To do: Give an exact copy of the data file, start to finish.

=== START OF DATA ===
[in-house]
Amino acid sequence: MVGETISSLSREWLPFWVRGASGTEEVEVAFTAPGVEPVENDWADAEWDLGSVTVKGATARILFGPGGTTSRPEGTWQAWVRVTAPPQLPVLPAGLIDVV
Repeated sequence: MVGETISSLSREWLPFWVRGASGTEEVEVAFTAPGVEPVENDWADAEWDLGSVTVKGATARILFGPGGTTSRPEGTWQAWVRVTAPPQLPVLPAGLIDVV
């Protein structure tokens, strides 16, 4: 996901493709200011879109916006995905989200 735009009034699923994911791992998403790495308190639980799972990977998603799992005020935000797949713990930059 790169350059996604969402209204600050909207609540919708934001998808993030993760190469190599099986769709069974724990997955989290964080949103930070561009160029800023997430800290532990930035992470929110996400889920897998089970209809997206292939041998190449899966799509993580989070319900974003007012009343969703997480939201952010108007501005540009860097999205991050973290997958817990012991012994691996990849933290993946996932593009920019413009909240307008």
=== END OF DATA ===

[in-house]
Amino acid sequence: MVGETISSLSREWLPFWVRGASGTEEVEVAFTAPGVEPVENDWADAEWDLGSVTVKGATARILFGPGGTTSRPEGTWQAWVRVTAPPQLPVLPAGLIDVV
Repeated sequence: MVGETISSLSREWLPFWVRGASGTEEVEVAFTAPGVEPVENDWADAEWDLGSVTVKGATARILFGPGGTTSRPEGTWQAWVRVTAPPQLPVLPAGLIDVV
């Protein structure tokens, strides 16, 4: 996901493709200011879109916006995905989200 735009009034699923994911791992998403790495308190639980799972990977998603799992005020935000797949713990930059 790169350059996604969402209204600050909207609540919708934001998808993030993760190469190599099986769709069974724990997955989290964080949103930070561009160029800023997430800290532990930035992470929110996400889920897998089970209809997206292939041998190449899966799509993580989070319900974003007012009343969703997480939201952010108007501005540009860097999205991050973290997958817990012991012994691996990849933290993946996932593009920019413009909240307008």